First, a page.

One effective way to improve writing skills: Proofreading other people’s content. You can pick up on common grammar mistakes, different sentence structures, new words, word placement – everything that you might not learn from your own writing. It’s about getting a fresh perspective on all the different ways language is used.
6. Write fanfiction
Improve your creative writing skills by writing about stories and characters you love. Why? The more passionate you are about what you’re writing, the more fun and engaging it will be to read. Because you’ll naturally inject your love of the subject into your work. Plus, you can ensure your favorite novels or short stories live on through that amazing imagination of yours! It’s also a great place to start if your idea bank is running on empty, giving you the inspiration and direction needed to write freely.
7. Read out loud
Sometimes you can’t tell if a word or phrase doesn’t work until you read it out loud. Same with spotting mistakes. This is especially true if you’ve read your work over a hundred times (hello fellow perfectionists). Your brain will find it more and more difficult to spot mistakes – reading out loud can fix this!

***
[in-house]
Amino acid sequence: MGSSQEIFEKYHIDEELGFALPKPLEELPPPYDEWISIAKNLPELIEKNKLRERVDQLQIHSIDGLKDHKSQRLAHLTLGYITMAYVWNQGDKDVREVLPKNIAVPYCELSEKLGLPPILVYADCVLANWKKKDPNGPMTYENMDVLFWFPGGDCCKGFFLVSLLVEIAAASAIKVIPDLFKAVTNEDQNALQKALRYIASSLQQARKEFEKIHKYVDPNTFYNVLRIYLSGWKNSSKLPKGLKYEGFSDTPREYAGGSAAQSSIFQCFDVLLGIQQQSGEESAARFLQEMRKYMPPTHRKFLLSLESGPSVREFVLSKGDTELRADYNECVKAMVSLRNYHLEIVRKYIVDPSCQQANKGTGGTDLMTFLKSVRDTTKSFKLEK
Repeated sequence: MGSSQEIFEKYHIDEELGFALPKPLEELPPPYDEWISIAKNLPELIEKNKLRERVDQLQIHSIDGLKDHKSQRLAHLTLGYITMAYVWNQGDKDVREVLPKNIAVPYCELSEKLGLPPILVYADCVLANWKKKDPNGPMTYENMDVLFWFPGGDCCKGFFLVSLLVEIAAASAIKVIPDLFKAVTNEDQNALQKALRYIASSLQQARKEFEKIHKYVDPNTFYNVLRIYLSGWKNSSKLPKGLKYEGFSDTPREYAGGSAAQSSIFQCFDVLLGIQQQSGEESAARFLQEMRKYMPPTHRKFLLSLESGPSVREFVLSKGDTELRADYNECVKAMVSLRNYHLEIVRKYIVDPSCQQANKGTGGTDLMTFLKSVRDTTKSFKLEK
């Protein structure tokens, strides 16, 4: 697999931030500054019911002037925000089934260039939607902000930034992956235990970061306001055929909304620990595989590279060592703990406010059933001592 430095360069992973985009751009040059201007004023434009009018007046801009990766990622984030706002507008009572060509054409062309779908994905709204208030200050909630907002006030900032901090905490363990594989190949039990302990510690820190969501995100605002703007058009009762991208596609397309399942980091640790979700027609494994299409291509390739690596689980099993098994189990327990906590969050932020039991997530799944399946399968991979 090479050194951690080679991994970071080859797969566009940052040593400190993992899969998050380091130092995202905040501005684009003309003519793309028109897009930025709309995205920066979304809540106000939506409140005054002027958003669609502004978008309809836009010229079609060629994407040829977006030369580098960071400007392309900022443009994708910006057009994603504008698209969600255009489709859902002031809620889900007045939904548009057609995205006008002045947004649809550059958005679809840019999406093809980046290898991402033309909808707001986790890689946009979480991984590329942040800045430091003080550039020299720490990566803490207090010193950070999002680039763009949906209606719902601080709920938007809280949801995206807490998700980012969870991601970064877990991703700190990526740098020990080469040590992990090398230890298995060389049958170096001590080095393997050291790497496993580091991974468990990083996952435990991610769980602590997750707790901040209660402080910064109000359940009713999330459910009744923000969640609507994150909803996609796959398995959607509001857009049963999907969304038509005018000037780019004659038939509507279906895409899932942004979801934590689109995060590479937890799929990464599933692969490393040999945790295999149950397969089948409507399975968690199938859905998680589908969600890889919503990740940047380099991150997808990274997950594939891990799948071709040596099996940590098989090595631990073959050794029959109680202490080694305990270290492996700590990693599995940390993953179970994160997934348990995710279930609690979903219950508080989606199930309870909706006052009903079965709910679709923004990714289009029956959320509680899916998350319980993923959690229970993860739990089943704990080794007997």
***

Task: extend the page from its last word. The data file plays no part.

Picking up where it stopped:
When you read out loud, it requires you to slow down and focus on every single word that you’re saying, so that it can make its way from your brain to your mouth. When we proofread inwardly, we tend to rush through things and don’t actually read the text properly.
That’s because our brain already has a version of the content embedded and it wants to concentrate on the meaning rather than the words. As psychologist Tom Stafford, who studies typos at the University of Sheffield in the UK, says: “We don’t catch every detail, we’re not like computers or NSA databases Rather, we take in sensory information and combine it with what we expect, and we extract meaning.”
8. Read books on how to write better